From consumers to producers to retailers and investors, everyone who has any association with the supply chain has been frustrated by its recent performance. But perhaps no one is more exasperated by its present inconsistency than procurement professionals. Procurement pros are tasked with obtaining the equipment, parts and products required to complete their own processes. When those components aren't available, they have to improvise to avoid slowdowns.

Procurement problems have been particularly entrenched when it comes to semiconductors. Serving as the nerve centers for a wide variety of  technologies and machines, semiconductors are in severe short supply. The fact that they're so broadly used has only exacerbated their unavailability. As the SemiConductor Industry Association has reported, approximately 1 trillion semiconductors were sold worldwide in 2021 alone — a record high for a 12-month period. While chip manufacturing capacity has improved somewhat in recent months, breakneck demand will frustrate semiconductor supply for the foreseeable future.

In light of this, here are a few tips procurement teams should be mindful of as they seek to acquire chips in a tight market:

1. Be discerning with chip vendors
Scammers are always looking to take advantage of unsuspecting victims, and that's what is happening in the current supply-challenged climate. Renato Souza, vice president of business development for a chip distributor based in Texas, told Supply Chain Dive that fraudsters are brazenly passing off phony semiconductors as legitimate. With chips being so hard to come by, it's not uncommon for customers to buy what fraudulent vendors are selling — which is often a bill of goods.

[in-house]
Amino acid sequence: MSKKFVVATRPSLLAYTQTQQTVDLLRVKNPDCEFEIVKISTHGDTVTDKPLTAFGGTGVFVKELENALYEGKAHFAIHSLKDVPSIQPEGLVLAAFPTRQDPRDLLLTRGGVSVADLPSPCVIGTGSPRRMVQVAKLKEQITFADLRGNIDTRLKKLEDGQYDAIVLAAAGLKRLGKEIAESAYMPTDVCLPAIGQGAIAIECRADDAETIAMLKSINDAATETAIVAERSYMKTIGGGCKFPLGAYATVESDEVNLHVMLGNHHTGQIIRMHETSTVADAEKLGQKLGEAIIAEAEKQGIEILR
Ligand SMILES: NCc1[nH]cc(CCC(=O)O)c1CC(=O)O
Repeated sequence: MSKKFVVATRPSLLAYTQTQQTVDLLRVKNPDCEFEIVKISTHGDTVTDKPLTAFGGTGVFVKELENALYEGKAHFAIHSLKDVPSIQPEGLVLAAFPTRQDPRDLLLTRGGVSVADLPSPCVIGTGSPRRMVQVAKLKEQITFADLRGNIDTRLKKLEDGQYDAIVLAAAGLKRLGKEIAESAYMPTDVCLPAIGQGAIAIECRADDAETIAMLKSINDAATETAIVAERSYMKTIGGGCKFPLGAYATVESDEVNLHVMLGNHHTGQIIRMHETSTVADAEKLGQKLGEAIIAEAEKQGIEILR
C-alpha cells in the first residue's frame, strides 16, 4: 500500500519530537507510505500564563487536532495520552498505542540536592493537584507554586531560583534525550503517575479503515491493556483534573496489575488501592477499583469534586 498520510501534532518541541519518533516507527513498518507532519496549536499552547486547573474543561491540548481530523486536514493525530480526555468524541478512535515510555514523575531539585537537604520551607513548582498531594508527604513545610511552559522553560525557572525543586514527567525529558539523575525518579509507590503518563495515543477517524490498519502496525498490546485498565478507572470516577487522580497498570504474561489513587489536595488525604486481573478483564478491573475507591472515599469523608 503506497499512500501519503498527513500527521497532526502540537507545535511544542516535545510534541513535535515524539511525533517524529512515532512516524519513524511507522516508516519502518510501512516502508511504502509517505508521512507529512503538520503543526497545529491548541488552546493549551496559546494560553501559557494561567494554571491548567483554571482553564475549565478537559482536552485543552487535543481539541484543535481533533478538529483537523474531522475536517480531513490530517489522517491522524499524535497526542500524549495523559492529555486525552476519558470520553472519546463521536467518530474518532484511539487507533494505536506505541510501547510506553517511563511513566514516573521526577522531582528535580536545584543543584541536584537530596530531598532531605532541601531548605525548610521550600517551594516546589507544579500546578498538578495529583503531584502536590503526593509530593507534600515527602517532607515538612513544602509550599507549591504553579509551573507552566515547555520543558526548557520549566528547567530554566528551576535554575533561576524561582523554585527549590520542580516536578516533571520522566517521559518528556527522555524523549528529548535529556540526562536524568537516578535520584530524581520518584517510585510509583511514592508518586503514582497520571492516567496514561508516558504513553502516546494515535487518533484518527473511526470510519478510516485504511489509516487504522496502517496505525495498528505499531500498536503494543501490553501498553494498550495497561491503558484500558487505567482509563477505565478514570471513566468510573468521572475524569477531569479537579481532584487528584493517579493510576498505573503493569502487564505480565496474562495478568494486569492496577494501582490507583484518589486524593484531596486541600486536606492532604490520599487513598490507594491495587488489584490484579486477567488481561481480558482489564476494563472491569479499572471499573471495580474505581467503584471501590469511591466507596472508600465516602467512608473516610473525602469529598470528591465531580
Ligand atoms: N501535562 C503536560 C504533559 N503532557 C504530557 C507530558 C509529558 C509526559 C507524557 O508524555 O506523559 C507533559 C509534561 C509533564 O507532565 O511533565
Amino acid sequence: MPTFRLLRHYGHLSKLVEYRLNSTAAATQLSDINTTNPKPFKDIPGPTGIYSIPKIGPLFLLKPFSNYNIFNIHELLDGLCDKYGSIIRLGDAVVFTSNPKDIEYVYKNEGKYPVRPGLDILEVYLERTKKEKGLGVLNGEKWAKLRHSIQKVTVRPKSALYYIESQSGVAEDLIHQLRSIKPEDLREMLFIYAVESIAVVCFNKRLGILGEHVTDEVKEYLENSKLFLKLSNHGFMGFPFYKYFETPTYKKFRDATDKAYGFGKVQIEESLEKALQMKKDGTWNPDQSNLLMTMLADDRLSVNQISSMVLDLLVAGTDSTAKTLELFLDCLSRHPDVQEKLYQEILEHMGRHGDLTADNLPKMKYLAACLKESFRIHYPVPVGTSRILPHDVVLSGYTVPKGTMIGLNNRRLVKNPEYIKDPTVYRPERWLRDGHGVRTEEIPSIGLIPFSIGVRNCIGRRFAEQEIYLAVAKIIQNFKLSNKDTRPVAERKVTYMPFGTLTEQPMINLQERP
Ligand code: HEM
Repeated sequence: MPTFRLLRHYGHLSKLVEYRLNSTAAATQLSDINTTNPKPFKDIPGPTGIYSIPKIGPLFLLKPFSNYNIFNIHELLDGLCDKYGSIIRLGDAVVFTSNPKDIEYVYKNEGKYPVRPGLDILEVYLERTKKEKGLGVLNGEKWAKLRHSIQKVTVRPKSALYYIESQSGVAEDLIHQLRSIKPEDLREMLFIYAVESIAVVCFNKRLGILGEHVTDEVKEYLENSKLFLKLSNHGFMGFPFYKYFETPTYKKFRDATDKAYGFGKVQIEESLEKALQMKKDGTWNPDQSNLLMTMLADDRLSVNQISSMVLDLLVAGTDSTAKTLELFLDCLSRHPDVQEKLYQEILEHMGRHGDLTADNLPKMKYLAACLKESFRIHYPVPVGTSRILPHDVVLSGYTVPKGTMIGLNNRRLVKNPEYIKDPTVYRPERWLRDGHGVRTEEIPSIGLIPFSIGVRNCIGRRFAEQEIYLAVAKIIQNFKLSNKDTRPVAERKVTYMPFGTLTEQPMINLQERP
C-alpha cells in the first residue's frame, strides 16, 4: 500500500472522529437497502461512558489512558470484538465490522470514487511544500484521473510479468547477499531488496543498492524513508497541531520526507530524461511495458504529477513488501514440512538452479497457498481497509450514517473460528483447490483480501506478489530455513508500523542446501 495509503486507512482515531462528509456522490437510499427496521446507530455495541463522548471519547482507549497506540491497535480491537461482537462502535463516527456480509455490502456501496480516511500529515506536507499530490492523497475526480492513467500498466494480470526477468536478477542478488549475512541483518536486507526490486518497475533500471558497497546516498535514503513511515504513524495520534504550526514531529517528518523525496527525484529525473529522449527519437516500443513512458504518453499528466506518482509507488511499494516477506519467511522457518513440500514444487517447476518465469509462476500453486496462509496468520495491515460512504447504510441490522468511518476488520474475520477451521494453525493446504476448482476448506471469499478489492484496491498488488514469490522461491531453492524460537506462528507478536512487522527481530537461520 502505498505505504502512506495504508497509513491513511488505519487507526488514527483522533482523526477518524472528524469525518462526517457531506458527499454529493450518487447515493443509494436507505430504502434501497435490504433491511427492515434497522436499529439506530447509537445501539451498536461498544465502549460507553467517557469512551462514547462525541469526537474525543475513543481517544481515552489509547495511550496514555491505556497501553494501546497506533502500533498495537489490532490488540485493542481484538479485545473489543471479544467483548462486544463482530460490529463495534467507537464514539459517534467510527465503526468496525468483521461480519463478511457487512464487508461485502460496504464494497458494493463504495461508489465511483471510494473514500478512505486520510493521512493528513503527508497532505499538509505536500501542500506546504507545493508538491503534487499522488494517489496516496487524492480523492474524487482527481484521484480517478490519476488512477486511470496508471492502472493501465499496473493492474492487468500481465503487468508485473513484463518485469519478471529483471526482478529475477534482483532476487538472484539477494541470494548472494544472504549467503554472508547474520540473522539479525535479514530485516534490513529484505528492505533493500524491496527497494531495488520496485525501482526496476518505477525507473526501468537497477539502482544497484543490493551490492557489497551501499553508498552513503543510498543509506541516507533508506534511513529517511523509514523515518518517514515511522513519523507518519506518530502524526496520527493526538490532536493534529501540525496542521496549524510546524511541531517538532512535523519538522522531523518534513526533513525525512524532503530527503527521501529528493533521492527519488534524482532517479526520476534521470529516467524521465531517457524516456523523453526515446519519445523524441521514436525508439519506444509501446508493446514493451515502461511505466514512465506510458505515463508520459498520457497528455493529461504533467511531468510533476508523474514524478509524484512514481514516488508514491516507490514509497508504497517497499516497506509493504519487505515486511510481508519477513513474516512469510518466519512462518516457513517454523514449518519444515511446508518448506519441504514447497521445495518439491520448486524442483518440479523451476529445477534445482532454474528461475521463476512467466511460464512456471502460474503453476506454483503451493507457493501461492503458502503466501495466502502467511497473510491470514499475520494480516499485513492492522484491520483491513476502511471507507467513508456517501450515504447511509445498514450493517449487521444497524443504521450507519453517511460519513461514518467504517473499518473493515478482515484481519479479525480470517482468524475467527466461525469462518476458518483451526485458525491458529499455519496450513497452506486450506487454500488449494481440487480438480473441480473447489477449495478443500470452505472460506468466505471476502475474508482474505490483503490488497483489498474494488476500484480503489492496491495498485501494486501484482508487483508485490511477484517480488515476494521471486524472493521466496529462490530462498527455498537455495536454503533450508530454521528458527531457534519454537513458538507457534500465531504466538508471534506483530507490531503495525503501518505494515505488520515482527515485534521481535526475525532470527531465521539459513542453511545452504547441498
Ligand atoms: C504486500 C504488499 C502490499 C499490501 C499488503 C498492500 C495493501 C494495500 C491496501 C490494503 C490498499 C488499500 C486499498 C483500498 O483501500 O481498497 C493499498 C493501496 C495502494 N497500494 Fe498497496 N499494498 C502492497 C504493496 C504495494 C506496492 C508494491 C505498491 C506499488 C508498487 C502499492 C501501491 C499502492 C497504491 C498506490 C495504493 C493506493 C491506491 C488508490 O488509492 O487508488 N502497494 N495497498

"There's a lot of people taking risks out there just buying from people and hoping that the parts coming into their sites and the manufacturing lines don't fail," Souza explained.

Encountering counterfeit semiconductors is not a new phenomenon; the Semiconductor Industry Association has warned about it for a number of years. But the high rate of demand — both in the United States and abroad — is increasing its prevalence. The smartest way to avoid being hoodwinked is to only buy semiconductors from reputable vendors. Do your own research or visit the Semiconductor Industry Association's website, which has a database on vendors that are licensed to sell chips. 

Semiconductors may be the hottest item on the market.Semiconductors may be the hottest item on the market.

2. Pledge to meet a certain buying quota
While many factors created the chip crunch, one of them had to do with not enough entities buying them — or enough of them, to be more precise. As Vanessa Miller of the litigation firm Foley and Lardner told Supply Chain Dive, those customers who needed chips a few years ago didn't purchase enough of them to make increased output worthwhile."We've heard from chip suppliers, 'We were happy to make chips for you. You just weren't ordering them,'" Miller said.

3. Avoid 'ghost bookings'
Ghost booking is a supply chain strategy in which customers buy up shipping space on multiple vessels, but for the same items sold by several manufacturers. This essentially serves as a backup plan in the off chance one supplier runs into trouble with production. But Souza warns that the unintended consequence of this strategy is artificially inflating prices. Instead, it's far better to shop with only a couple of suppliers as opposed to a half dozen or more. This should help keep prices more stabilized.

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